As a new parent, Jack Gilbert got a lot of different advice on how to properly look after his child: when to give him antibiotics or how often he should sterilize his pacifier, for example.
After the birth of his second child, Gilbert, a scientist who studies microbial ecosystems at the University of Chicago, decided to find out what’s actually known about the risks involved when modern-day children come in contact with germs.
“It turned out that most of the exposures were actually beneficial,” Gilbert says. “So that dirty pacifier that fell on the floor — if you just stick it in your mouth and lick it, and then pop it back in little Tommy’s mouth, it’s actually going to stimulate their immune system. Their immune system’s going to become stronger because of it.”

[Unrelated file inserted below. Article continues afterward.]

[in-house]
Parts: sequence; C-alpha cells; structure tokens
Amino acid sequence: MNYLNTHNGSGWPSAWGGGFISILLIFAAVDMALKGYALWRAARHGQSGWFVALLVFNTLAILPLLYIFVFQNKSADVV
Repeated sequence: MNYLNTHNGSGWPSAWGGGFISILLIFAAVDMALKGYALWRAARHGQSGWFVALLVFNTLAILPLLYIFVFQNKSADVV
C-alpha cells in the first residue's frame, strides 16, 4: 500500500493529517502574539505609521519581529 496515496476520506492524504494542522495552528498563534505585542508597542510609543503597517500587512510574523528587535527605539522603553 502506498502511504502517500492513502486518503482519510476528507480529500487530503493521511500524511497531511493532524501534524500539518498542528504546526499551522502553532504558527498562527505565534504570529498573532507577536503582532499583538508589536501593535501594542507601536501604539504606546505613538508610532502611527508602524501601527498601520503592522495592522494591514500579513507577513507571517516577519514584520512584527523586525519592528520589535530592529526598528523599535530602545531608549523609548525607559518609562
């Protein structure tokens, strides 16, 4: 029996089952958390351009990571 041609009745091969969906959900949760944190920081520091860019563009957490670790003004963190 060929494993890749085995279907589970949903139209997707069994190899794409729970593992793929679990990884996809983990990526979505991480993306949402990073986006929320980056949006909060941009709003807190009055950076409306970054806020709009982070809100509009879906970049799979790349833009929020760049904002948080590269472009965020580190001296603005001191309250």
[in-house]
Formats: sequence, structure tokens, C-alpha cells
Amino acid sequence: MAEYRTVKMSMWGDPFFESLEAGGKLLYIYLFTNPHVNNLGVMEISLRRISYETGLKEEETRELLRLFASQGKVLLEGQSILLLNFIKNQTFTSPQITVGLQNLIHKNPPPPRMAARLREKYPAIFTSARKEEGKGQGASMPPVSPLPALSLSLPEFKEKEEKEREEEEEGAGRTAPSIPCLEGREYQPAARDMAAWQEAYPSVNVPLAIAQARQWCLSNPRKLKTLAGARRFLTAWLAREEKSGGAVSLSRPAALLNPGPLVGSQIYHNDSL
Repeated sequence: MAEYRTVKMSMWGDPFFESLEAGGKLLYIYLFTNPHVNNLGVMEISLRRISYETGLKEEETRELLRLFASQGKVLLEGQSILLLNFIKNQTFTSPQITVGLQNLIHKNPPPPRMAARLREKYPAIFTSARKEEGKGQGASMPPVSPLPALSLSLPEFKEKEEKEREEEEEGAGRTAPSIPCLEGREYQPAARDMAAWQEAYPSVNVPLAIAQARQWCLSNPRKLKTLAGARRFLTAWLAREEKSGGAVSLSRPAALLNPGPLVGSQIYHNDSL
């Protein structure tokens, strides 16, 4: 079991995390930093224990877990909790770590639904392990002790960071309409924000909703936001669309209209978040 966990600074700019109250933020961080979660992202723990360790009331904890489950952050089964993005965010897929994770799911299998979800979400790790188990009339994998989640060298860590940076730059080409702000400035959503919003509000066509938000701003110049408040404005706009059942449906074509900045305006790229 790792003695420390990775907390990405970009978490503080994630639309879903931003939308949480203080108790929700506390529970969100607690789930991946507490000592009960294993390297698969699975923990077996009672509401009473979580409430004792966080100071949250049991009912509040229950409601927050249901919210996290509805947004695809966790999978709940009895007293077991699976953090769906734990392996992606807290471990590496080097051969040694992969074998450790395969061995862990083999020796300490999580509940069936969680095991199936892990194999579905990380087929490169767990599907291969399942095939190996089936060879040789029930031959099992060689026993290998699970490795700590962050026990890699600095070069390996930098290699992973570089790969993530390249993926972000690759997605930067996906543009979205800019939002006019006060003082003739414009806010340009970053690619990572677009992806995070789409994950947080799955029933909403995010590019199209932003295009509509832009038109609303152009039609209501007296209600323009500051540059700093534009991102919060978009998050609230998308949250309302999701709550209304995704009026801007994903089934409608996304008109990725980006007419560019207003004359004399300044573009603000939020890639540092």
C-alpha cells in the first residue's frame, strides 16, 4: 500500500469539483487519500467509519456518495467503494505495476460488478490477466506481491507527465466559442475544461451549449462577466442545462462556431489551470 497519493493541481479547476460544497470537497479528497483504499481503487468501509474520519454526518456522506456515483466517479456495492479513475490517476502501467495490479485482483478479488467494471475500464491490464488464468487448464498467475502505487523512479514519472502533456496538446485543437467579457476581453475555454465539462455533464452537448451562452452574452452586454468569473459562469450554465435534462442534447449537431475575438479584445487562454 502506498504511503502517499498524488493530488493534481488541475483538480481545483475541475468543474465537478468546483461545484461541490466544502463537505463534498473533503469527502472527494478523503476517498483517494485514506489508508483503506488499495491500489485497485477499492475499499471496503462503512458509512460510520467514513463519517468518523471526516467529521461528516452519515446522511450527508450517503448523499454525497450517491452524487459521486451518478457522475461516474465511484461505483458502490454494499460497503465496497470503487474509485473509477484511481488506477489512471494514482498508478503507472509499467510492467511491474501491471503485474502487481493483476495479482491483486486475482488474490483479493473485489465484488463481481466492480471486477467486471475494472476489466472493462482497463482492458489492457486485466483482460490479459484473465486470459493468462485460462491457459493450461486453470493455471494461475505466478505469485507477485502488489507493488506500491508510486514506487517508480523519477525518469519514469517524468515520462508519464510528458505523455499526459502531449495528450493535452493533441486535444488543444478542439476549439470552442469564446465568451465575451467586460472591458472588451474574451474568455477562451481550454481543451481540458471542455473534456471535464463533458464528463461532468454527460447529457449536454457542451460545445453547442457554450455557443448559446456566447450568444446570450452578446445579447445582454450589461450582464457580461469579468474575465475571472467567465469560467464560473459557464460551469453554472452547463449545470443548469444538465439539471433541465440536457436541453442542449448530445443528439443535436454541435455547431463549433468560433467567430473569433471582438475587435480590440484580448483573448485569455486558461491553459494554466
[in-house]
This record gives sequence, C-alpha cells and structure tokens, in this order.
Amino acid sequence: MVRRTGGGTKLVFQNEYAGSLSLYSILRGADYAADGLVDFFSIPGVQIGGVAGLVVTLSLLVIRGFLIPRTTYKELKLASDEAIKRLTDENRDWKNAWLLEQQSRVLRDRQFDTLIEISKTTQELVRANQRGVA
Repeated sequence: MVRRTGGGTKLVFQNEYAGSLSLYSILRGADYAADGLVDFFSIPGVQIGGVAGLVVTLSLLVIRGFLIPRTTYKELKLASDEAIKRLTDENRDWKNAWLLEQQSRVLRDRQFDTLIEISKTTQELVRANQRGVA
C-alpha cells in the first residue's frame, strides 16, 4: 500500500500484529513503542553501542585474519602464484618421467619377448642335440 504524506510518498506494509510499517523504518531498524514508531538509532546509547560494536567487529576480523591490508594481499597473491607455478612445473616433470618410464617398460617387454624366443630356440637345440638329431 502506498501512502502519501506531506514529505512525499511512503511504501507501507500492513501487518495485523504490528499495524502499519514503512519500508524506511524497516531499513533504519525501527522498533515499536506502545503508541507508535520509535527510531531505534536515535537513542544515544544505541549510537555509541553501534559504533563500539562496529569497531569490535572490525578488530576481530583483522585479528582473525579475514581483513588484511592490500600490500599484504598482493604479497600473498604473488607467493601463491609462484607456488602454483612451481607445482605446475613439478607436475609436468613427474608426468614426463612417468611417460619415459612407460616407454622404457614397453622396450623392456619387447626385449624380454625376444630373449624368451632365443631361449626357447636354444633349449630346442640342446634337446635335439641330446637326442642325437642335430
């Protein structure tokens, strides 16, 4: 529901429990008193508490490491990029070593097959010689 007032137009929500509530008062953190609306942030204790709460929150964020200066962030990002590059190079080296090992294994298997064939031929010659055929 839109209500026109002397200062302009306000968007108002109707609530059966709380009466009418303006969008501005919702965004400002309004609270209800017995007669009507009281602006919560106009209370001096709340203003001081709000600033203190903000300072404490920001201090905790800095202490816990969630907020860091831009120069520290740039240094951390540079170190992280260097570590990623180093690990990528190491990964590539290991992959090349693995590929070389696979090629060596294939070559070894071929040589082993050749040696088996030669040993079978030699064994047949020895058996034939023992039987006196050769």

Gilbert is now the co-author of a new book called Dirt is Good: The Advantage of Germs for Your Child’s Developing Immune System. Presented in a Q&A format, the book seeks to answer many of the questions Gilbert has fielded from parents over the years.